The BBC have recently broadcast the first of three episodes of a series entitled "Fit to Rule". This purports to consider whether British Monarchs, from Henry Tudor onwards, were capable of exercising the functions of the Crown.
However, its stated aim was to consider this with regard to their physical and psychological state. It became apparent that this was to be reduced to a matter of sex and sexuality. In a world deluded by the bestial Kinsey and the American sex-industry, this causes little surprise. However, even as a working hypothesis, it inspired little confidence.
The presenter assured her viewers that Henry VIII was driven by the "noble" desire to secure the male-succession of the throne stolen by his wretched father.
No mention was made that in marrying Catherine of Aragon, he bedded his elder brother's widow. In his better moments this caused even Henry to worry. The programme was most concerned about the state and vitality of his genitalia. The audience was treated to Peter Jones of King's College Cambridge relating the quack remedies of Dr. John Argentine to enhance the royal potency. (Why was he interviewed in the junk-room at Hampton Court, looking like a displaced double-glazing salesman?)
Bloody Mary was given the revisionist touch. Poor woman having to cope with her phantom preganancies, whilst the beastly Protestants insisted on throwing themselves into the fire! The "expert" on Mary was interviewed sitting with the presenter on Queen's bed at Hampton Court. The pair looked like refugees from St. Trinians.
James Stuart's sodomy was dealt with in some detail by Diarmid McCulloch, who painted a seedy picture of life in a Scottish court. But why was it not mentioned that McCullcoh is himself a prominent homosexual? Can only perverts speak authoratively about perverts?
The evidence concerning Charles I's weak legs was the production of a pair of "support" bootsbelieved to have been made for him. Similarly, a shirt was reverently uncovered, which wasthought to have been worn by Charles on the day of his beheading. If it had been, then I'd love to know the name of the laundry! There was not a drop of blood on it.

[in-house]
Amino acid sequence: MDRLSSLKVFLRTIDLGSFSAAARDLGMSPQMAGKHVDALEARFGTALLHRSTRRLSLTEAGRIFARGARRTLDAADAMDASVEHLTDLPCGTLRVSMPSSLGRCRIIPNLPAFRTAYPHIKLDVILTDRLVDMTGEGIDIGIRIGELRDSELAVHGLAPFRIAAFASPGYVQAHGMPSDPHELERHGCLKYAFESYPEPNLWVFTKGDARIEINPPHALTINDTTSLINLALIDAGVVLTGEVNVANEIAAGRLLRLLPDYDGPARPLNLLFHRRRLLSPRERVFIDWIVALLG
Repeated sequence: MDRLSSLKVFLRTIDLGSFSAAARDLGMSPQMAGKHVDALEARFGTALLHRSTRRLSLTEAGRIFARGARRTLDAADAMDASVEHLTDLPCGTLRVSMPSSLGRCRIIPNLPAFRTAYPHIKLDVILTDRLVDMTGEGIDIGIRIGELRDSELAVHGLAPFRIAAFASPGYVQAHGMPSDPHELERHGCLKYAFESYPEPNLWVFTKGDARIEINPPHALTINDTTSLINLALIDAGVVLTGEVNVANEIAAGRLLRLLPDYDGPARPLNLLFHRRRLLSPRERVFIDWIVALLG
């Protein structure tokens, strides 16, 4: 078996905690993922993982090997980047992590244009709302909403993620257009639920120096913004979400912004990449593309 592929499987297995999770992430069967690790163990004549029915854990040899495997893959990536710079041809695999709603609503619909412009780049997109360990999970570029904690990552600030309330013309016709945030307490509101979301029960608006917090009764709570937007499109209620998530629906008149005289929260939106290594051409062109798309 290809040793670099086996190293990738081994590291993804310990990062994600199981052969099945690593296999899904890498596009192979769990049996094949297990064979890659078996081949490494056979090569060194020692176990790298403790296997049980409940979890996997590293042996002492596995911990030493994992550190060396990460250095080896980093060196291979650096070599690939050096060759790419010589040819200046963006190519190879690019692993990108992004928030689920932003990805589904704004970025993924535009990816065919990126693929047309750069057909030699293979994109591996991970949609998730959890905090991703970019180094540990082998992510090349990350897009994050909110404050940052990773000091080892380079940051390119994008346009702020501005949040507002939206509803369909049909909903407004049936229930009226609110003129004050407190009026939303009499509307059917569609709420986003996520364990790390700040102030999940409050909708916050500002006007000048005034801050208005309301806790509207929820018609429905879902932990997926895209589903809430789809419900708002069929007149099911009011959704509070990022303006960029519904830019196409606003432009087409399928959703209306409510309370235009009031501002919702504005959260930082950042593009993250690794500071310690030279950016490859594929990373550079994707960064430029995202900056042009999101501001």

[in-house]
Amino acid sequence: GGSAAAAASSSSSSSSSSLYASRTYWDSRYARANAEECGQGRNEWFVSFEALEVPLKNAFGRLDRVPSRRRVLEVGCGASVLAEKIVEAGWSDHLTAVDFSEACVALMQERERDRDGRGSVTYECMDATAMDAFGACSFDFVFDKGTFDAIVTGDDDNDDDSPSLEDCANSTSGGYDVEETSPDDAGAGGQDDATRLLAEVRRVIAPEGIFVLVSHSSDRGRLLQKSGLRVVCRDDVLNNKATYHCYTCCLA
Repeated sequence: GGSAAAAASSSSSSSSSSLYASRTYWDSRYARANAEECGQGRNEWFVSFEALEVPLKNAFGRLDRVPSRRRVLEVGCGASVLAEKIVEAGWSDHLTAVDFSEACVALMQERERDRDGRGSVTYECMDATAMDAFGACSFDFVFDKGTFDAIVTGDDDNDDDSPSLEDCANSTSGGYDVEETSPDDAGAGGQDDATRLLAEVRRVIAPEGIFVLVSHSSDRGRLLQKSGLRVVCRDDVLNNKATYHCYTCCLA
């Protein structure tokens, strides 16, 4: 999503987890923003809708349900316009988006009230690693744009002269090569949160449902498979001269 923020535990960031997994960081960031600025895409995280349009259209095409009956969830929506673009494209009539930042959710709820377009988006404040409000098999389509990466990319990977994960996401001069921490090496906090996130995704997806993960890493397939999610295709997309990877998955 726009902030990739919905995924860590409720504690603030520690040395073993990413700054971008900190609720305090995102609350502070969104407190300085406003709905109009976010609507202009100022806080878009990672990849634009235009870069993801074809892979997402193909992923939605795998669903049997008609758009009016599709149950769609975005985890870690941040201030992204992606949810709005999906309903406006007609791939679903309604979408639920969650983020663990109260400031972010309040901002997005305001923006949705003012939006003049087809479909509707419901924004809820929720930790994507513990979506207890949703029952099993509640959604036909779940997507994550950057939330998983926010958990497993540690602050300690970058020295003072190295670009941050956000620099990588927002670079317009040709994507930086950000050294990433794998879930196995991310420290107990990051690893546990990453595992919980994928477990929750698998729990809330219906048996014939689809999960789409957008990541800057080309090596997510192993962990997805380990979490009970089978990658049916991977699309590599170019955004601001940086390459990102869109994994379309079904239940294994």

The whole programme reduced kingship to a very basic level. Gone were the concerns of conscience, the religious, revolution caused by the Bible appearing in English. The entire Reformation was reduced to Henry VIII's cod-piece.
Most annoying was the presenter Lucy Worsley, who was on screen for 80% of the time. She is the curator of the Royal Palaces, including Hampton Court. The production company, Silver River, must have found this very convenient, since many scenes were shot in that Palace. When Chat Noir filmed our DVD of Middleham and Conwy Castles, they had to pay hundreds of pounds for the privilege to English Heritage and CADW. I wonder if the same was true of this production?
Worsley is the most annoying presenter inflicted on the public in a long time. Her head twitches and jerks like a rabbit sniffing the air. She cannot pronounce the letter "r" to save her life. Yet she is deemed suitable to front this her third TV series.
The great Victorian preacher Charles Spurgeon advised her students that no man was fit for public teaching in the Church with such impediments for the simple reason that it detracts from them message.
How right he was!
Having endured this first episode, I shall not watch the sequels in a series which is not fit to be broadcast.
If you're looking for an interesting read discussing the changes in Monarchy, I have just finished Leanda de Lisle's absorbing book After Elizabeth. It deals with the transition from Elizabeth to James in great detail, the building of the Gloriana myth as James repelled his people.